Danny says that it was Strange’s training that helped him get rid of the spell and that he was able to find Peter. Strange says that Peter’s spider-sense acted as a sort of mystical beacon for Danny to latch on to. But Peter is still unsure of Strange’s abilities. “What number am I thinking of?” Peter asks. “You’re not thinking of a number, you’re thinking of flapjacks.” Peter can’t seem to argue with that. Strange says that this city-wide spell was caused by a demon named Nightmare, who calls himself the “King of Dreams” and was trapped in the dream dimension. He was able to break through into the human world and cause everyone to fall asleep and live their worst nightmares. That energy is feeding Nightmare. “My nonsense is tingling.” Peter says. “This is the best you could do?” Strange asks Danny. “A dull blade may make an excellent hammer.” Danny says. “I heard excellent and dull, am I offended or not?”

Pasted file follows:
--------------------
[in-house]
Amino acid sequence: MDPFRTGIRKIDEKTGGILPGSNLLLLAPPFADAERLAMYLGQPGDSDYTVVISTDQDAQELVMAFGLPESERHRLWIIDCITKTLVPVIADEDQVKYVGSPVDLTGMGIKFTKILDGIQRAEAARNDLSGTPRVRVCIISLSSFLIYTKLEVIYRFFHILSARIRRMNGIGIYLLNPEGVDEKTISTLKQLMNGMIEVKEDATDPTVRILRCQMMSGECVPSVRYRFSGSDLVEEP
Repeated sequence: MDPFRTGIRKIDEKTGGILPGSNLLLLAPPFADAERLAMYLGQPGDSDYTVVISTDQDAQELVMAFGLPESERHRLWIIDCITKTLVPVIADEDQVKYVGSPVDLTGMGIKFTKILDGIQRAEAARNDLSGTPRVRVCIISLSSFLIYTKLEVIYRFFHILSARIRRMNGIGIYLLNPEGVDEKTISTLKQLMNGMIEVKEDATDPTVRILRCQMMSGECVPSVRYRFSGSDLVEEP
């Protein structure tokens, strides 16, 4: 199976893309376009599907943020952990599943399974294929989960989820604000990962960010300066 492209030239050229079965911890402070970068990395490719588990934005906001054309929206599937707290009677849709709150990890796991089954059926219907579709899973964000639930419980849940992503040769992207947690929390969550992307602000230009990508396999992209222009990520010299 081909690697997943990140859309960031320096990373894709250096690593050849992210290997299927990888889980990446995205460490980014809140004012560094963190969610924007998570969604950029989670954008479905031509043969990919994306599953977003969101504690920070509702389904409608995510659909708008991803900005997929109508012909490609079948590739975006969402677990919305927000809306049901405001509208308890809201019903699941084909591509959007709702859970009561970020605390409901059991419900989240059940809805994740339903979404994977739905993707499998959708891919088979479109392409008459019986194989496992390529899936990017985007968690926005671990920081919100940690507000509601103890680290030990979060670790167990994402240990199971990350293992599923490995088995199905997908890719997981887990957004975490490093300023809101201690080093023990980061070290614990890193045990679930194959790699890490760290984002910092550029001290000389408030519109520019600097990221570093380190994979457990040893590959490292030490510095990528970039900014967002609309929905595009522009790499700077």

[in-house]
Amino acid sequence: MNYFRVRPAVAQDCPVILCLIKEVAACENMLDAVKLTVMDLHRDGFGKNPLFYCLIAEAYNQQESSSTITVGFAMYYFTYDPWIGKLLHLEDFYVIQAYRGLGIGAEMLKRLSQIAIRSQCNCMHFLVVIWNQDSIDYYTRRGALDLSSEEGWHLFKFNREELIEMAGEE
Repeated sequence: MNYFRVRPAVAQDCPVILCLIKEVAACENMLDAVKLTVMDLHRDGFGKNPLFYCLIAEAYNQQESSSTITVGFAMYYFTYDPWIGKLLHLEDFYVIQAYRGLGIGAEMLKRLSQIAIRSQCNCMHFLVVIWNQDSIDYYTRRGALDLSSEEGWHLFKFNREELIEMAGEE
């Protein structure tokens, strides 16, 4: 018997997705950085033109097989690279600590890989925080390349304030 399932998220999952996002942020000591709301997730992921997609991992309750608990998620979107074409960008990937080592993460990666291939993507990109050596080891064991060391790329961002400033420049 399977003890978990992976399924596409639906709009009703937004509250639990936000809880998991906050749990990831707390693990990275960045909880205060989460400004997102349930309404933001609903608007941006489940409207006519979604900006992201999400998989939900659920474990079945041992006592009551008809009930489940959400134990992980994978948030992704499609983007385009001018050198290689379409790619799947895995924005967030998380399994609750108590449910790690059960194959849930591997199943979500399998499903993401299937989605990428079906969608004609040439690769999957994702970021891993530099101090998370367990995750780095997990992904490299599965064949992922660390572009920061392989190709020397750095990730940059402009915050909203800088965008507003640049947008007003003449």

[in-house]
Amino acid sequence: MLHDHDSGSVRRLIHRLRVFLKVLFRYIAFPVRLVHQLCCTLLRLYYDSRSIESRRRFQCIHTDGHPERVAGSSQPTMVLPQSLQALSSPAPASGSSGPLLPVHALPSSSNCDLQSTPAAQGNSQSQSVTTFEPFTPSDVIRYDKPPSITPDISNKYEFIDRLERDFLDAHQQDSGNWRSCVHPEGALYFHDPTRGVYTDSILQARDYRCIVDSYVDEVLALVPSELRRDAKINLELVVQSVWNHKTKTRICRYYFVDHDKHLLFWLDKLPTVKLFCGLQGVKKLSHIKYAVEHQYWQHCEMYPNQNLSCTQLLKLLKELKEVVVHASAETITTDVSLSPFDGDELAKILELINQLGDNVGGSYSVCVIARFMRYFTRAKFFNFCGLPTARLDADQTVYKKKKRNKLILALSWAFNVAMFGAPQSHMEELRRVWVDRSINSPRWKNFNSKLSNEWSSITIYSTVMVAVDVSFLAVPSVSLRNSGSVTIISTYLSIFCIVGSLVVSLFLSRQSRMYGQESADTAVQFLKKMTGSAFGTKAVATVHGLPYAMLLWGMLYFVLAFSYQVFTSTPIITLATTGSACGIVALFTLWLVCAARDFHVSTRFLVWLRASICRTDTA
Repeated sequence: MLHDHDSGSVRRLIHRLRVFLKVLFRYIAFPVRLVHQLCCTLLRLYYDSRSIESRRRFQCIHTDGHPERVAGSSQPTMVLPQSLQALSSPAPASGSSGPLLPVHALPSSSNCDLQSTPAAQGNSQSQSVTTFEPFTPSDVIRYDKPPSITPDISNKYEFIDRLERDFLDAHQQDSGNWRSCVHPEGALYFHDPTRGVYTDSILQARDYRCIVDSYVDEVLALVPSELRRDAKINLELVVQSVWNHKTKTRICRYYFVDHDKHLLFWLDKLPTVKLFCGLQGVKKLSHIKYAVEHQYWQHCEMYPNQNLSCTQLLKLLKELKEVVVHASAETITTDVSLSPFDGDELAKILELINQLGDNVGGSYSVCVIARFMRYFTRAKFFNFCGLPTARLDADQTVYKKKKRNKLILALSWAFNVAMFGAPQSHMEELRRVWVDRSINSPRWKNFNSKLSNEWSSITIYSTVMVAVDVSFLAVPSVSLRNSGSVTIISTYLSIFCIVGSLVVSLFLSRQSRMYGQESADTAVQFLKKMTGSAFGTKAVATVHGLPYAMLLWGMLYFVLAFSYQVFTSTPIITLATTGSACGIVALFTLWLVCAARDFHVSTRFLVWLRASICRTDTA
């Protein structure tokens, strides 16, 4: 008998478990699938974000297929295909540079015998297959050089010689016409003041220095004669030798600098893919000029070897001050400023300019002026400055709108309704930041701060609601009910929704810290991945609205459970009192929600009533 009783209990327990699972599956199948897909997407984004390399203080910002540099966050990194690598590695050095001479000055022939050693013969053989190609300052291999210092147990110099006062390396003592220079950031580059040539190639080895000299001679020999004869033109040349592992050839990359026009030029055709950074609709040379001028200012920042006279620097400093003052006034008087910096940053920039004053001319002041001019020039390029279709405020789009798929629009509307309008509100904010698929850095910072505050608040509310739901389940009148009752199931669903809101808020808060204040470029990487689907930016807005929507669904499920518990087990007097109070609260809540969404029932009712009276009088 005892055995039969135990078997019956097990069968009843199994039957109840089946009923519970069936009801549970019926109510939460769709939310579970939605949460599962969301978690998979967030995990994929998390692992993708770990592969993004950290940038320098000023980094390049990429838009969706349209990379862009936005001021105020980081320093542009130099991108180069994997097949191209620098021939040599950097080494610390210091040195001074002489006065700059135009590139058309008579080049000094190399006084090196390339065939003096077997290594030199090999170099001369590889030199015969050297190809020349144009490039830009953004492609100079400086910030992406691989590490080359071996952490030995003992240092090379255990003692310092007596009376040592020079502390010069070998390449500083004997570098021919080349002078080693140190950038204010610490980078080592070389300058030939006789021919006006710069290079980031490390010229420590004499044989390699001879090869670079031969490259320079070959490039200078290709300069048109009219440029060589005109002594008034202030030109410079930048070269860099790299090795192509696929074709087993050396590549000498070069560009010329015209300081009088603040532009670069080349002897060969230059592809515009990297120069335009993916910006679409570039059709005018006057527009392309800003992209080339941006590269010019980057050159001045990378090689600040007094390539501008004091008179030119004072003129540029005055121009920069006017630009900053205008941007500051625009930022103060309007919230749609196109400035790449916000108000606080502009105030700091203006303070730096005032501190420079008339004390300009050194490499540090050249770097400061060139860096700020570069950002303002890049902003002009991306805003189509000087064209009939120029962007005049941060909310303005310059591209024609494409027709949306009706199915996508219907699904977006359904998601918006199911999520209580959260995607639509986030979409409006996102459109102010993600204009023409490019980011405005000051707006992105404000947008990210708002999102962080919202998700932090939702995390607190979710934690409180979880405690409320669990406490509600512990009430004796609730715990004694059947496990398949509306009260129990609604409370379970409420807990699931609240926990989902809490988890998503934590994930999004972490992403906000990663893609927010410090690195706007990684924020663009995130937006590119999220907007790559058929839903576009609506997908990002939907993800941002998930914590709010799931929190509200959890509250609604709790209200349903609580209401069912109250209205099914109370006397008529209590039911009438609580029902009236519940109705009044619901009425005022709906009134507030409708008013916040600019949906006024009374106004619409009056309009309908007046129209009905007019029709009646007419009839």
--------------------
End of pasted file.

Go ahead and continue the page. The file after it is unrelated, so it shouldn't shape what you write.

“To fulfill your destiny and save mankind, you must do the impossible. Close your mouth and open your mind.” Strange says to Peter before sorcerering the heck out. He transforms into his really excellent Doctor Strange costume, complete with giant cape, and transports Danny and Peter into the dream dimension. The dream dimension looks like one might expect- totally whacked out and out of control. Strange warns Peter to stay on the path, but he’s already stuck his head in a dream-door. The dream appears to be Ava’s, and she’s having a nightmare about taking a billion-page final for a class she hasn’t been to all semester, while Coulson screams at her that she’s failed. Peter tries to help her but Strange says that Ava’s dream-self cannot see or hear him.

The rest of the team is doing just as badly- Luke is having a nightmare about struggling to hold up a building to save his captured teammate’s, and Sam is having a nightmare about, well, bunnies. “Who knows what lurks in the dark.” Danny intones. “I know it ain’t bunnies.” Peter says. But Peter agrees to hold off the rest of his magic-bashing, mostly because he can’t explain ANY of what he’s just seen. Before they can go on, they’re stopped in their tracks by Nightmare himself, who rides atop a creepy black horse. “I caught you and the good Doctor sleeping on the job.” he says. “Your world belongs to me, now.”